.button { text-transform: none; }

Palgrave Teaching and Learning

by Sally Brown (Series Editor)

Preventing plagiarism

Developing a study climate that makes cheating and plagiarism unthinkable can help to foster loyalty to the university and to the standards it assures. Students hate unfair assessment and are more inclined to cheat and plagiarise if they consider it to be happening all around them.

We need to be confident that the work submitted is the students’ own. A chilling anonymous article in the Times Higher Education Supplement of 1 August 2013 describes the work of a ‘freelance ghost writer’ who writes essays and dissertations to order, with little risk of discovery. All writers are carefully vetted by the agency (they must be Oxbridge or elite UK Russell group graduates and submit sample assignments before being accepted for work) and rely mainly on Wikipedia and Google Books to write assignments for a pre-specified grade, as outstanding work submitted by a mediocre student would raise suspicion. The ghost writer is well-versed in avoiding plagiarism detection services which, because these assignments are personalised for each client, are unlikely to show up through Turnitin or other software. Some clients are lazy, others are desperate and yet others know their written English isn’t up to scratch to get good marks. From time to time spelling errors or short poorly written sections are added in, just as a cabinet maker faking antiques will rough up the edges of a piece of furniture to age it.

So what kinds of actions can assessors take to ensure the veracity of authorship of assignments? This is particularly an issue with distance and online learning, where impersonation is a recognised phenomenon (although impersonation happens in every kind of assessment context, including parents attempting to sit exams for their adult children). While there are no proven means to be certain of veracity, since clever but unscrupulous students can often outwit us, particularly with large cohorts, precautions taken can include:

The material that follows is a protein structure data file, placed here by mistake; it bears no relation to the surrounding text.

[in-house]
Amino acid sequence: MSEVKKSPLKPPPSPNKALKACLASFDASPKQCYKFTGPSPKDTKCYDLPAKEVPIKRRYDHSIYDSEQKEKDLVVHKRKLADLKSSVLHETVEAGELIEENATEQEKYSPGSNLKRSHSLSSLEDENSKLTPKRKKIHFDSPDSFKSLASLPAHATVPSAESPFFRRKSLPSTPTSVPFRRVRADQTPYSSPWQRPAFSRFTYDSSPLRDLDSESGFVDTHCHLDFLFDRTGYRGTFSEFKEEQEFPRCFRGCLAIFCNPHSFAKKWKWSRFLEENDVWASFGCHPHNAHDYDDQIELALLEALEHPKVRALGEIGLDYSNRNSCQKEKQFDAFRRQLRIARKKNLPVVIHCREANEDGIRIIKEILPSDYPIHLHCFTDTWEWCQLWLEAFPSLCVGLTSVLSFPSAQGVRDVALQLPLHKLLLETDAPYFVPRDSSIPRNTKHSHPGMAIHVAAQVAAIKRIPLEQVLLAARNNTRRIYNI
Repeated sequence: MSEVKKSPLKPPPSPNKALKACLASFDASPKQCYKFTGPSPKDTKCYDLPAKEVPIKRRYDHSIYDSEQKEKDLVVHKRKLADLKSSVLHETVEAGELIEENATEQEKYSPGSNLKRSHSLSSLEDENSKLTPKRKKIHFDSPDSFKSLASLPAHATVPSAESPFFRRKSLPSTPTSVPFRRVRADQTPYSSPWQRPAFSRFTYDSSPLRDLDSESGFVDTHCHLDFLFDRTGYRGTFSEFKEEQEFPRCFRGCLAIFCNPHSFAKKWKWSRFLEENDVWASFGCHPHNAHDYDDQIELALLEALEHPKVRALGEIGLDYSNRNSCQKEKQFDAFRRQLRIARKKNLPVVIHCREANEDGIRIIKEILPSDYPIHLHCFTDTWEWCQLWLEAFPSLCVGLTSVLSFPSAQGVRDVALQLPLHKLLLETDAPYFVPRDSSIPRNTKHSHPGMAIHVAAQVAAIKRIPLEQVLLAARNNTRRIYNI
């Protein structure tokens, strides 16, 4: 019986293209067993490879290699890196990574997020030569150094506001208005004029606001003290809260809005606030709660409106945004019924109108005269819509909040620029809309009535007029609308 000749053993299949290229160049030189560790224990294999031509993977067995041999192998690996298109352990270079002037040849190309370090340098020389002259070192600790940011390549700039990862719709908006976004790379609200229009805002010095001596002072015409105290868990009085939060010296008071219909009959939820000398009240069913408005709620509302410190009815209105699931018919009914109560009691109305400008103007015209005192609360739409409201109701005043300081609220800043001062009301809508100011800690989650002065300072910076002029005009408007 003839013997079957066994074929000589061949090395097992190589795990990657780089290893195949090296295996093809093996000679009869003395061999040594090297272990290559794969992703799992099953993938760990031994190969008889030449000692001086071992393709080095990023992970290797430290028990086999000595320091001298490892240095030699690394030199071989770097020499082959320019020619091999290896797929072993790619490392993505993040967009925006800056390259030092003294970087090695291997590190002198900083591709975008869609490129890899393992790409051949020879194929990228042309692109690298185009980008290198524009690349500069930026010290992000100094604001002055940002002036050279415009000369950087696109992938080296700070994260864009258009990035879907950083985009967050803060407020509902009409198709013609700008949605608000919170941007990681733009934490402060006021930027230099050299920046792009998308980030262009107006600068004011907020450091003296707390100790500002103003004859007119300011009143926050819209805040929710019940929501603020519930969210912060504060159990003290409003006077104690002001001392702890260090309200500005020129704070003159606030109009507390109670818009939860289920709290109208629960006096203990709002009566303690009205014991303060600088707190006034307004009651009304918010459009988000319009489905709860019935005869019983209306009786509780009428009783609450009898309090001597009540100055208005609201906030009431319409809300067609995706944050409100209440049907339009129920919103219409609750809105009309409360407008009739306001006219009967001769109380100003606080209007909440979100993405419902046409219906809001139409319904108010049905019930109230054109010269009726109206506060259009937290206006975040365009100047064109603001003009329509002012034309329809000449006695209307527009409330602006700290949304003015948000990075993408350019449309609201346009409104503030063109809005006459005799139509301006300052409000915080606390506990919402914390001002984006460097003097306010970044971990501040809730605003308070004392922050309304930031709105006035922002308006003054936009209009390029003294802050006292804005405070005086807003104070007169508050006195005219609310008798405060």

• Requiring students in face-to-face contexts like computer-based exams in PC labs to log on to computers with their student ID numbers and show the invigilator their photo ID cards (although this won’t prevent identical twins helping each other out!).
  • Requiring students to submit with their work statements confirming that the assignment represents entirely the student’s own work, clarifying penalties for cheating, and enforcing them publicly when cases of poor academic conduct come to light.
  • Requiring students to submit work incrementally, for example for a dissertation, with regular conversations between the tutor and the student to discuss the work and suggest future directions.
  • Undertaking live, in-class assignments and tests where the tutor can identify the student.
  • Using assessment design to make cheating difficult.
  • Fostering a culture of student engagement, where there is an ethical climate that makes cheating out of the question. This is particularly important in some programmes leading to professional qualifications with high ethical requirements such as medicine, social work, nursing, childhood/early years training, police studies, law and so on, but can be very valuable across the subject range.

References

Adapted from Chapter 8 of Brown, S. (2015) Learning, Teaching and Assessment in Higher Education: Global perspectives, London: Palgrave.

Carroll, J. (2002) A Handbook for Deterring Plagiarism in Higher Education, Oxford: Oxford Centre for Staff and Learning Development.